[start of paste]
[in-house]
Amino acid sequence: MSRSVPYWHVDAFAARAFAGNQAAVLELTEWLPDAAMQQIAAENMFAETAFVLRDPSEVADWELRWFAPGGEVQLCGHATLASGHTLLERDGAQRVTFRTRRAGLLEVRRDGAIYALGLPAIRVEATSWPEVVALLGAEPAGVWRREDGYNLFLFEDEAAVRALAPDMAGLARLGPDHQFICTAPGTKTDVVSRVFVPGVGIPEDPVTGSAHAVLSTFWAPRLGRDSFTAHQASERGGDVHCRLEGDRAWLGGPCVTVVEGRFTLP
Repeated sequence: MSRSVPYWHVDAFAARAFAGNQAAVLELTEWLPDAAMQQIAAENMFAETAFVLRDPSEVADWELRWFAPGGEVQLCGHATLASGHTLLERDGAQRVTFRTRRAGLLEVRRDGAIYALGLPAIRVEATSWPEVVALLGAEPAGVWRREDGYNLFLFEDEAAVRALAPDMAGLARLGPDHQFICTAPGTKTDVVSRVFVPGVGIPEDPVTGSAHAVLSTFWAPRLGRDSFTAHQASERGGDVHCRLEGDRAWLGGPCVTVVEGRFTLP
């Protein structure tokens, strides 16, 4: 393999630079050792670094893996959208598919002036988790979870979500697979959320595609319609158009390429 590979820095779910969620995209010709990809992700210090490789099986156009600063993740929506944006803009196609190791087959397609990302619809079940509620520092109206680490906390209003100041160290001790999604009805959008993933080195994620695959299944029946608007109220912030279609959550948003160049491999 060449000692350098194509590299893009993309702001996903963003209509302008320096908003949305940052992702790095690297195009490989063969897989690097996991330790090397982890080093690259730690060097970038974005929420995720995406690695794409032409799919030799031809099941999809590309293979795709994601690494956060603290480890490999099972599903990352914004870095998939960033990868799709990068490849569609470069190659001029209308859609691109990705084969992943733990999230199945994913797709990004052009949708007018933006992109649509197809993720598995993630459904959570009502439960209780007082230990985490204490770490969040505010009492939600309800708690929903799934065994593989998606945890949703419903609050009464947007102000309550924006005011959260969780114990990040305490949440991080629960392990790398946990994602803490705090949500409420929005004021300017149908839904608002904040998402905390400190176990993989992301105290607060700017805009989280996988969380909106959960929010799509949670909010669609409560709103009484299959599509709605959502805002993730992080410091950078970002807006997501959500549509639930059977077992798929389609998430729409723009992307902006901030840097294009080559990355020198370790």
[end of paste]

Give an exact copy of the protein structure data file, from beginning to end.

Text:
[in-house]
Amino acid sequence: MSRSVPYWHVDAFAARAFAGNQAAVLELTEWLPDAAMQQIAAENMFAETAFVLRDPSEVADWELRWFAPGGEVQLCGHATLASGHTLLERDGAQRVTFRTRRAGLLEVRRDGAIYALGLPAIRVEATSWPEVVALLGAEPAGVWRREDGYNLFLFEDEAAVRALAPDMAGLARLGPDHQFICTAPGTKTDVVSRVFVPGVGIPEDPVTGSAHAVLSTFWAPRLGRDSFTAHQASERGGDVHCRLEGDRAWLGGPCVTVVEGRFTLP
Repeated sequence: MSRSVPYWHVDAFAARAFAGNQAAVLELTEWLPDAAMQQIAAENMFAETAFVLRDPSEVADWELRWFAPGGEVQLCGHATLASGHTLLERDGAQRVTFRTRRAGLLEVRRDGAIYALGLPAIRVEATSWPEVVALLGAEPAGVWRREDGYNLFLFEDEAAVRALAPDMAGLARLGPDHQFICTAPGTKTDVVSRVFVPGVGIPEDPVTGSAHAVLSTFWAPRLGRDSFTAHQASERGGDVHCRLEGDRAWLGGPCVTVVEGRFTLP
């Protein structure tokens, strides 16, 4: 393999630079050792670094893996959208598919002036988790979870979500697979959320595609319609158009390429 590979820095779910969620995209010709990809992700210090490789099986156009600063993740929506944006803009196609190791087959397609990302619809079940509620520092109206680490906390209003100041160290001790999604009805959008993933080195994620695959299944029946608007109220912030279609959550948003160049491999 060449000692350098194509590299893009993309702001996903963003209509302008320096908003949305940052992702790095690297195009490989063969897989690097996991330790090397982890080093690259730690060097970038974005929420995720995406690695794409032409799919030799031809099941999809590309293979795709994601690494956060603290480890490999099972599903990352914004870095998939960033990868799709990068490849569609470069190659001029209308859609691109990705084969992943733990999230199945994913797709990004052009949708007018933006992109649509197809993720598995993630459904959570009502439960209780007082230990985490204490770490969040505010009492939600309800708690929903799934065994593989998606945890949703419903609050009464947007102000309550924006005011959260969780114990990040305490949440991080629960392990790398946990994602803490705090949500409420929005004021300017149908839904608002904040998402905390400190176990993989992301105290607060700017805009989280996988969380909106959960929010799509949670909010669609409560709103009484299959599509709605959502805002993730992080410091950078970002807006997501959500549509639930059977077992798929389609998430729409723009992307902006901030840097294009080559990355020198370790």